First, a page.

Wandering around the nation’s capital recently I weaved through some tourists and ended up in a cornfield.
Hard to believe, I’m sure, so I took a photo:
The corn was thick and green and tall and everything corn should be. It was grown on a patch of soil just off the Mall, one of the busiest tourists centers in the country. Towering above it in the background loomed the massive Dept. of Ag building.
At first I thought it lovely to see such beautiful crops outside the center of policy making for our country’s food source. As we wandered we saw several of these little urban gardens, including a lovely flower explosion near the Dept. of Treasury and signs for a Dept. of Ag farmers market on Fridays.
Initially I pondered how far we’ve come in a short period to radically change the way we think about food and hopefully soon (but all evidence suggests, not yet) change the way we eat. I mean, can you imagine crops and flowers and a farmers market during the Bush Administration?
Eventually, my thoughts shifted from such pleasantries that this little effort of planting corn was clearly supposed to evoke to a far more cynical view. This was propaganda at its worst. Maybe the Bush Administration did start this farmer’s market after all?
The American Food Culture was once largely agricultural-based: native seeds turned to food and livestock raised on clean ground that turned to clean food. We had no idea what GMO was because it didn’t exist. But with the rise of the industrialized food economy — pretty much McDonald’s, Monsanto and Sysco serve as standard bearers though its far too simplistic to blame only them — we developed the most inexpensive, ecologically destructive and poisonous food system in the world.
The Department of Ag’s role is developing and executing federal government policy on farming, agriculture, forestry, and food. That policy, we well know is beholden to industrial food giants that put onerous burdens on local farmers and tip the scales toward the industrialization of the family farm. That policy has created a food system that favors billionaire stockholders over the people who pay the taxes for the Dept. of Ag to exist. That policy has created a national food system that is not only a joke among the other cultures of the world, but is proving to kill us with greater efficiency than ever before. That policy protects the farm bill, which does more to bastardize the notion of farming (turning entire Midwest states into corn and soybean mills akin to California’s industrialized cattle “ranches” seen from the I-5 freeway) into something few of our grandfathers would even recognize.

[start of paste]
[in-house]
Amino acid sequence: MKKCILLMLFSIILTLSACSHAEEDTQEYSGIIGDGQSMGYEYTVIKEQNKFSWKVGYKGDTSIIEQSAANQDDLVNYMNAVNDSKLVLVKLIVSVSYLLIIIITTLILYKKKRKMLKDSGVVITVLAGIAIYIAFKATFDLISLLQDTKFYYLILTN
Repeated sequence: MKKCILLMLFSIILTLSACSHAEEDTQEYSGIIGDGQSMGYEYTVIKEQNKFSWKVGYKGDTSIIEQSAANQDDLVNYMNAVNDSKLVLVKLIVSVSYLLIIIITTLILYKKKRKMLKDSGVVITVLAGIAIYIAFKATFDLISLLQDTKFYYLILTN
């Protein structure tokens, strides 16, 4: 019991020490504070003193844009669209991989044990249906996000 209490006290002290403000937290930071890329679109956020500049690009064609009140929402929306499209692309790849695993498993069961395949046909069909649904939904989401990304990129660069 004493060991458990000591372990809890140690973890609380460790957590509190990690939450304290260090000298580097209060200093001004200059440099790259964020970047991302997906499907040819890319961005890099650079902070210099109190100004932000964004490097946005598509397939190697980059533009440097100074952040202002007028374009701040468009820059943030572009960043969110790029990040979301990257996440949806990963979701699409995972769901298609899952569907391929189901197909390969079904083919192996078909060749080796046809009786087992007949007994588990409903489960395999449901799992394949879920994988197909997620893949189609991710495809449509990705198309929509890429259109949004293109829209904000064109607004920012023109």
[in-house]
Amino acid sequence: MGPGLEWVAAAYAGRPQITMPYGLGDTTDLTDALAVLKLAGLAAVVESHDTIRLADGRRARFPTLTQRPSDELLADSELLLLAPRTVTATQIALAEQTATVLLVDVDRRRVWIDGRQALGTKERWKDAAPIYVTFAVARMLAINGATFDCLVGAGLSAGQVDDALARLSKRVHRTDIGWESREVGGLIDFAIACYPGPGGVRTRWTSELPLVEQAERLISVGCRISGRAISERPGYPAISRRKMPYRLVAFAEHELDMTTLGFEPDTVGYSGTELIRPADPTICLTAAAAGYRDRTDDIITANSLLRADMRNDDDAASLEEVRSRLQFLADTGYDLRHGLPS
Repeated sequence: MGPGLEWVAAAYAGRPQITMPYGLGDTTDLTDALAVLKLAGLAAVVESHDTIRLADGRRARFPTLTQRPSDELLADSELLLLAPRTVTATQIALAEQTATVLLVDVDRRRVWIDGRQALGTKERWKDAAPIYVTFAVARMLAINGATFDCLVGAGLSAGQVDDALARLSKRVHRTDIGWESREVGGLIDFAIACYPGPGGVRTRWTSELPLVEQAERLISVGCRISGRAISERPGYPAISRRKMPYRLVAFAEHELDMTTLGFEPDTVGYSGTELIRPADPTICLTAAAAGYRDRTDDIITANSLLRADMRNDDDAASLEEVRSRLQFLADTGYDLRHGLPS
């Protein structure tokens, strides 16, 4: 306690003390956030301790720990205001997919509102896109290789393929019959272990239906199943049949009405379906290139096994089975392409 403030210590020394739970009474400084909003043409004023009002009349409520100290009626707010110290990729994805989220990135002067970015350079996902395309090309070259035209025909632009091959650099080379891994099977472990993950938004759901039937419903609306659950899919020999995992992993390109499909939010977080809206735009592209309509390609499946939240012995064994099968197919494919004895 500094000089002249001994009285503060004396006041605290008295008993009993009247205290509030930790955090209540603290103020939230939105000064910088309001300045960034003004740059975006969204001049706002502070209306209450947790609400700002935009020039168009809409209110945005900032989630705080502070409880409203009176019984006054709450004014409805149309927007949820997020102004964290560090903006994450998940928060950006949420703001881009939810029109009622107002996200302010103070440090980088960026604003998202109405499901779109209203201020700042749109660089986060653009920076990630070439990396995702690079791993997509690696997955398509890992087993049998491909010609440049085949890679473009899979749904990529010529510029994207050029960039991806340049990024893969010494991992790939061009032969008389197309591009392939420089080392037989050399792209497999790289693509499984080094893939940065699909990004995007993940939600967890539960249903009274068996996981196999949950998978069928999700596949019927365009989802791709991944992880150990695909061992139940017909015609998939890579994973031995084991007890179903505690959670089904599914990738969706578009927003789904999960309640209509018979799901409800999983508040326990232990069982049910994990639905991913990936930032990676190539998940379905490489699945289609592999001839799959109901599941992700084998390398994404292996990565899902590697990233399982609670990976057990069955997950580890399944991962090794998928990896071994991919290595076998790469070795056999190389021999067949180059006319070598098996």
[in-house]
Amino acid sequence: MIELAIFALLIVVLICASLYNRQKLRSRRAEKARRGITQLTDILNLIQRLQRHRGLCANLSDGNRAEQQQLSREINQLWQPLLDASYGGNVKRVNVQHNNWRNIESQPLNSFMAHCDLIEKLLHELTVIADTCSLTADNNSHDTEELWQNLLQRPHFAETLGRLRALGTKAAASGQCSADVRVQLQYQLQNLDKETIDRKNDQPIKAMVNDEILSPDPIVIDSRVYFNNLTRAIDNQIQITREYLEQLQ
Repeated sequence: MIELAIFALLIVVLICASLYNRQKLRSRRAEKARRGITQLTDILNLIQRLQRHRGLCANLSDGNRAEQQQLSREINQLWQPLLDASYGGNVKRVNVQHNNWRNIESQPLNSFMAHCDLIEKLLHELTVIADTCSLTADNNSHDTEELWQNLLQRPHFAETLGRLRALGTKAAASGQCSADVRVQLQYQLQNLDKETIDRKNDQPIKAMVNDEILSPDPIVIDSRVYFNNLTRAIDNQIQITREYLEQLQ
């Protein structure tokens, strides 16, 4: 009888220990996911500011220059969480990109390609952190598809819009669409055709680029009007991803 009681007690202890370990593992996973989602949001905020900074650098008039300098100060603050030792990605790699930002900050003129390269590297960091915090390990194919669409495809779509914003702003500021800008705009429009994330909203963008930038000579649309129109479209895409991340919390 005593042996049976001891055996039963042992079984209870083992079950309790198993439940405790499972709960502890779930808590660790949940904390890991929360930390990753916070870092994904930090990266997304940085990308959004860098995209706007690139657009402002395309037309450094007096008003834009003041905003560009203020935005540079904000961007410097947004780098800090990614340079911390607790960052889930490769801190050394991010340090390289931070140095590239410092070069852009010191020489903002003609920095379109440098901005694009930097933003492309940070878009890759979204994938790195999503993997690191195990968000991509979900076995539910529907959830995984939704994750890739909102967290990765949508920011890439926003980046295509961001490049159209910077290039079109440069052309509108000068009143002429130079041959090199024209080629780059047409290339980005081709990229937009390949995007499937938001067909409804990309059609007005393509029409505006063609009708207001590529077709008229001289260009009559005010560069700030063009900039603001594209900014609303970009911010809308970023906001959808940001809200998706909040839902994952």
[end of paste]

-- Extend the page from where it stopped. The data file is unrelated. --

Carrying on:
I’m admittedly painting with a broom here, over-simplifying a complex problem so interwoven within our culture we barely know how to eradicate ourselves. There simply aren’t enough “Surgeon General Warnings” to protect us from the myriad chemicals and radicals and toxins in our food and in the products we make our food with any longer. Laying it all at the Dept. of Ag building is an oversimplification as well.
But that Gothic monolithic building that covers a prominent block in the nation’s capital stands for something bigger than a patch of goodwill corn can eradicate.
By the time I left the corn patch, the initial pleasure it evoked was gone, replaced by a sadness for the lack of sound government policy, the ability to do anything constructive in the entire complex that is DC and more importantly for the rank hypocrisy that serves as education these days. Spin, the politicians call it. Once used only briefly in election cycles and shirked aside when the task of legislation and leadership began, it is now a 24/7/365 policy of government (and even merging into the media) mind control that’s primary mission is to make obsolete the essential “well-informed electorate.”
We’ve been spun so long we no longer know what stillness is. A corn patch outside the Dept. of Ag is spin, and hides the policy conducted inside that is as disharmonious with farmers markets as Mega Churches are to Christian Community.